None injured when bricks fall from Versailles office building
Freezing and thawing is believed to be the cause of a partial collapse of a building in Versailles.
Photo by Michael DiVittorio | Daily News
A Versailles doctor is making house calls because the building in which his office is located partially collapsed on Thursday.
Dr. Rudolph Antoncic III said no one was injured when bricks fell from the front facade at 5301 Walnut St. around 1 p.m.
Antoncic said he, his wife and three patients were in his office at the time.
“I thought initially that someone had crashed into the building,” Antoncic said.
Authorities believe weather may have been the cause. Police, firefighters and EMS personnel responded.
Antoncic said the building's construction dates to before the Civil War. He believes water got into the mortar, flash froze, then thawed and pushed out the bricks.
“It could have really pummeled somebody,” Antoncic said.
Caution tape was placed around the building's perimeter, and the intersection of Walnut and Linden streets was closed. Duquesne Light has cut power to the building.
Antoncic said patients' medical records are electronic and can be accessed, and he has enough tools to treat patients outside the office.
“We can handle it,” he said. “I don't have all my eggs in one basket.”
Kisan Productions owns the building. It is uncertain when it will be restored.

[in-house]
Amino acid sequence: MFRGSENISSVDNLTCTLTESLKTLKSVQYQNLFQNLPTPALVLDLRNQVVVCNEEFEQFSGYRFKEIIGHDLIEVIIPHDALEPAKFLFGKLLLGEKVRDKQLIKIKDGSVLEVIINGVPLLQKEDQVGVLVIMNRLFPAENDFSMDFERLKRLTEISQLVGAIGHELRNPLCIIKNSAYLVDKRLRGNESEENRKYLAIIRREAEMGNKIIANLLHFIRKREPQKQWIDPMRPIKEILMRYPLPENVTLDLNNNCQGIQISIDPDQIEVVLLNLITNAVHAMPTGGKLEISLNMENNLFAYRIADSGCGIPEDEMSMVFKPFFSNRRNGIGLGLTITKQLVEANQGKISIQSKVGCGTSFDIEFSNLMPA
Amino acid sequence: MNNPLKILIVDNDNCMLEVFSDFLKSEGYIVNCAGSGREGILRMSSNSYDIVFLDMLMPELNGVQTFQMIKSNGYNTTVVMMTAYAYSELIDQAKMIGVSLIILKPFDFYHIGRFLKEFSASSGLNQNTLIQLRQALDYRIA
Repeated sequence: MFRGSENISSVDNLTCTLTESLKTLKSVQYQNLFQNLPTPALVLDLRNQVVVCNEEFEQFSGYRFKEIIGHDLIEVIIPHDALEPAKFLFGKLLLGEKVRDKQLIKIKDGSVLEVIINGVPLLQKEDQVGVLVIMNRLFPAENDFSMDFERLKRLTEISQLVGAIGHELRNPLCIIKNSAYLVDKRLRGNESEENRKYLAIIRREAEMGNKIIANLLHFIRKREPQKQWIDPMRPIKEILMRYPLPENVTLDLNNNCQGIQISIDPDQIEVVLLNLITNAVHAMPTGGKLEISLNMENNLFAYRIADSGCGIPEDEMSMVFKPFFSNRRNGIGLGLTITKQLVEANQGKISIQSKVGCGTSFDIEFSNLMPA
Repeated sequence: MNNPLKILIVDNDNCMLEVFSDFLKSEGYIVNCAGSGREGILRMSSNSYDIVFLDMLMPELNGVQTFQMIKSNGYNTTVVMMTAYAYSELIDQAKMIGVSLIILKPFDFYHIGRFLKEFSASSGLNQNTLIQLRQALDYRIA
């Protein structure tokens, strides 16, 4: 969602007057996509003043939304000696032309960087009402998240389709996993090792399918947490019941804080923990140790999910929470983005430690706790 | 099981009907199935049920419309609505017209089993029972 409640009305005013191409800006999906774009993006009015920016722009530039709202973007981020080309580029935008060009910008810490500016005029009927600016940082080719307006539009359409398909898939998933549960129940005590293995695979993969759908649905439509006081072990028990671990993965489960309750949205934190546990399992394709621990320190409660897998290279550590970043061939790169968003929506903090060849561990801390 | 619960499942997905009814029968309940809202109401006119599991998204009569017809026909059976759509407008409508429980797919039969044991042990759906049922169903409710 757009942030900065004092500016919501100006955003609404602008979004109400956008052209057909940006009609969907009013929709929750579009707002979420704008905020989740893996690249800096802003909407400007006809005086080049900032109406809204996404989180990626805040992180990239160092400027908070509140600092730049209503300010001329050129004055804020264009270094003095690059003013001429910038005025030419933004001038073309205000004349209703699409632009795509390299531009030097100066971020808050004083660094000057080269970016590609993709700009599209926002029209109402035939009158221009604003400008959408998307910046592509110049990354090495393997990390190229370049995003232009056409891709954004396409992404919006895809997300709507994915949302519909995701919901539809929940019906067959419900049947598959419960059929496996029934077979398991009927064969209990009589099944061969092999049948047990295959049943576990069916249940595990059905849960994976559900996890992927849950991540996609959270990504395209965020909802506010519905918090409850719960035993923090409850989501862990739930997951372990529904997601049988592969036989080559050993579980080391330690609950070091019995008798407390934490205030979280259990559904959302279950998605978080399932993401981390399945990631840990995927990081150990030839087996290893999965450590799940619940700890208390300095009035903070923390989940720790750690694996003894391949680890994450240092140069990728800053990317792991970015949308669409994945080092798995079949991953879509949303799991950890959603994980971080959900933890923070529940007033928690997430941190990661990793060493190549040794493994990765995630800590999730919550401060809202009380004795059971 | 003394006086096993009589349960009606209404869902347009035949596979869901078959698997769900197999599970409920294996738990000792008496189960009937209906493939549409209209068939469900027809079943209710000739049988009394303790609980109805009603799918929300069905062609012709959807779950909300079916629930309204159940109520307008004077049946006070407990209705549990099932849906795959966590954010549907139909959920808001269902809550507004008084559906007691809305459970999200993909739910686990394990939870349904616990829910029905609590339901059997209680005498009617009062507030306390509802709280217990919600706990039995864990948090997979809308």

“I think we'll recover quickly,” Antoncic said.
Michael DiVittorio is a staff writer for Trib Total Media. He can be reached at 412-664-9161 ext. 1965, or email@example.com.
TribLive commenting policy
You are solely responsible for your comments and by using TribLive.com you agree to our Terms of Service.
We moderate comments. Our goal is to provide substantive commentary for a general readership. By screening submissions, we provide a space where readers can share intelligent and informed commentary that enhances the quality of our news and information.
While most comments will be posted if they are on-topic and not abusive, moderating decisions are subjective. We will make them as carefully and consistently as we can. Because of the volume of reader comments, we cannot review individual moderation decisions with readers.
We value thoughtful comments representing a range of views that make their point quickly and politely. We make an effort to protect discussions from repeated comments â either by the same reader or different readers.
We follow the same standards for taste as the daily newspaper. A few things we won't tolerate: personal attacks, obscenity, vulgarity, profanity (including expletives and letters followed by dashes), commercial promotion, impersonations, incoherence, proselytizing and SHOUTING. Don't include URLs to Web sites.
We do not edit comments. They are either approved or deleted. We reserve the right to edit a comment that is quoted or excerpted in an article. In this case, we may fix spelling and punctuation.
We welcome strong opinions and criticism of our work, but we don't want comments to become bogged down with discussions of our policies and we will moderate accordingly.
We appreciate it when readers and people quoted in articles or blog posts point out errors of fact or emphasis and will investigate all assertions. But these suggestions should be sent via e-mail. To avoid distracting other readers, we won't publish comments that suggest a correction. Instead, corrections will be made in a blog post or in an article.